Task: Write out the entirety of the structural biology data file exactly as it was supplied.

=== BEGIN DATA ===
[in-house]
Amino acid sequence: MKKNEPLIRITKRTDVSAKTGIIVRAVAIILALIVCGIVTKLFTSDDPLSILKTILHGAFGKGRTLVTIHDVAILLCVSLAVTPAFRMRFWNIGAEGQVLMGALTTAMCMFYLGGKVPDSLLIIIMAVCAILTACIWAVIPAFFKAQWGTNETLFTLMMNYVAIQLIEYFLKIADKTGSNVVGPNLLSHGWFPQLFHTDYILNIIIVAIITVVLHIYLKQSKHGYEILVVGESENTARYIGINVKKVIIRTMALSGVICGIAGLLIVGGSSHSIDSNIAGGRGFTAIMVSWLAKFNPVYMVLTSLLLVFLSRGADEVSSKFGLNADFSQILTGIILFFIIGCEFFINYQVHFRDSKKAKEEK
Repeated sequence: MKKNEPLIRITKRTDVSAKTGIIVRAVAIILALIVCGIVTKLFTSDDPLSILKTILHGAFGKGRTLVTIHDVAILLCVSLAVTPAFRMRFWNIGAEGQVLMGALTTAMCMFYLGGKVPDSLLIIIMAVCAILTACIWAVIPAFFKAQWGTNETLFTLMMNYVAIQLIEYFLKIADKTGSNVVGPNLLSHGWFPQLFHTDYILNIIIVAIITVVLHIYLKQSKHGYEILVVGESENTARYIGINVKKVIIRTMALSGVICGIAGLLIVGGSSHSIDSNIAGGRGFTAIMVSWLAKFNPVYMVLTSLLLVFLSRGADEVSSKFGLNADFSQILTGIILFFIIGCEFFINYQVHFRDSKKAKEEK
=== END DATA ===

[in-house]
Amino acid sequence: MKKNEPLIRITKRTDVSAKTGIIVRAVAIILALIVCGIVTKLFTSDDPLSILKTILHGAFGKGRTLVTIHDVAILLCVSLAVTPAFRMRFWNIGAEGQVLMGALTTAMCMFYLGGKVPDSLLIIIMAVCAILTACIWAVIPAFFKAQWGTNETLFTLMMNYVAIQLIEYFLKIADKTGSNVVGPNLLSHGWFPQLFHTDYILNIIIVAIITVVLHIYLKQSKHGYEILVVGESENTARYIGINVKKVIIRTMALSGVICGIAGLLIVGGSSHSIDSNIAGGRGFTAIMVSWLAKFNPVYMVLTSLLLVFLSRGADEVSSKFGLNADFSQILTGIILFFIIGCEFFINYQVHFRDSKKAKEEK
Repeated sequence: MKKNEPLIRITKRTDVSAKTGIIVRAVAIILALIVCGIVTKLFTSDDPLSILKTILHGAFGKGRTLVTIHDVAILLCVSLAVTPAFRMRFWNIGAEGQVLMGALTTAMCMFYLGGKVPDSLLIIIMAVCAILTACIWAVIPAFFKAQWGTNETLFTLMMNYVAIQLIEYFLKIADKTGSNVVGPNLLSHGWFPQLFHTDYILNIIIVAIITVVLHIYLKQSKHGYEILVVGESENTARYIGINVKKVIIRTMALSGVICGIAGLLIVGGSSHSIDSNIAGGRGFTAIMVSWLAKFNPVYMVLTSLLLVFLSRGADEVSSKFGLNADFSQILTGIILFFIIGCEFFINYQVHFRDSKKAKEEK